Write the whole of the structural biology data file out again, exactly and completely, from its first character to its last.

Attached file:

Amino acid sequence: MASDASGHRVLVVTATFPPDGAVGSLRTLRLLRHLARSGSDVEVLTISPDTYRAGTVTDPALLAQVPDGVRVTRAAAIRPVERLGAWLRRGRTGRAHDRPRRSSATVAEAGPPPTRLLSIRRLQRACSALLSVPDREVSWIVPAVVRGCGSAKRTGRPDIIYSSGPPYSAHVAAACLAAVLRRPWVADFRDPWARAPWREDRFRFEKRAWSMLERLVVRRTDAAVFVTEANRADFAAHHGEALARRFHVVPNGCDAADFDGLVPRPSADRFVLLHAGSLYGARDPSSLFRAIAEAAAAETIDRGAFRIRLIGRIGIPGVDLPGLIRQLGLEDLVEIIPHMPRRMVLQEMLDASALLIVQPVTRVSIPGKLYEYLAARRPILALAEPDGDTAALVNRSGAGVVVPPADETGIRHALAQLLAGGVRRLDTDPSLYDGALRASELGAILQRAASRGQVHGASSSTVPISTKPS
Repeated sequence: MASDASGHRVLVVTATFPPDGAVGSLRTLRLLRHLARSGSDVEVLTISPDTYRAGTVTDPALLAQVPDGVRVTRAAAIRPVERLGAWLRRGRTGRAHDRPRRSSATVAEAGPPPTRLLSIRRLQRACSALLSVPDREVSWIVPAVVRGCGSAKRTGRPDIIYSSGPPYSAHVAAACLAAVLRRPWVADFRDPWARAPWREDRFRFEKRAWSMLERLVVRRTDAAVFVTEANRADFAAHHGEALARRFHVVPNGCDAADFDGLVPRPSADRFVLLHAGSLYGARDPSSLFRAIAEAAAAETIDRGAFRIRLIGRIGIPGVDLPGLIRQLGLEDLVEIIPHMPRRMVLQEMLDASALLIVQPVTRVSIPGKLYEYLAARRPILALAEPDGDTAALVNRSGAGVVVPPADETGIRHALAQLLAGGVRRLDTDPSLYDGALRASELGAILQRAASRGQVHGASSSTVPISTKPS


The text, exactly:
Amino acid sequence: MASDASGHRVLVVTATFPPDGAVGSLRTLRLLRHLARSGSDVEVLTISPDTYRAGTVTDPALLAQVPDGVRVTRAAAIRPVERLGAWLRRGRTGRAHDRPRRSSATVAEAGPPPTRLLSIRRLQRACSALLSVPDREVSWIVPAVVRGCGSAKRTGRPDIIYSSGPPYSAHVAAACLAAVLRRPWVADFRDPWARAPWREDRFRFEKRAWSMLERLVVRRTDAAVFVTEANRADFAAHHGEALARRFHVVPNGCDAADFDGLVPRPSADRFVLLHAGSLYGARDPSSLFRAIAEAAAAETIDRGAFRIRLIGRIGIPGVDLPGLIRQLGLEDLVEIIPHMPRRMVLQEMLDASALLIVQPVTRVSIPGKLYEYLAARRPILALAEPDGDTAALVNRSGAGVVVPPADETGIRHALAQLLAGGVRRLDTDPSLYDGALRASELGAILQRAASRGQVHGASSSTVPISTKPS
Repeated sequence: MASDASGHRVLVVTATFPPDGAVGSLRTLRLLRHLARSGSDVEVLTISPDTYRAGTVTDPALLAQVPDGVRVTRAAAIRPVERLGAWLRRGRTGRAHDRPRRSSATVAEAGPPPTRLLSIRRLQRACSALLSVPDREVSWIVPAVVRGCGSAKRTGRPDIIYSSGPPYSAHVAAACLAAVLRRPWVADFRDPWARAPWREDRFRFEKRAWSMLERLVVRRTDAAVFVTEANRADFAAHHGEALARRFHVVPNGCDAADFDGLVPRPSADRFVLLHAGSLYGARDPSSLFRAIAEAAAAETIDRGAFRIRLIGRIGIPGVDLPGLIRQLGLEDLVEIIPHMPRRMVLQEMLDASALLIVQPVTRVSIPGKLYEYLAARRPILALAEPDGDTAALVNRSGAGVVVPPADETGIRHALAQLLAGGVRRLDTDPSLYDGALRASELGAILQRAASRGQVHGASSSTVPISTKPS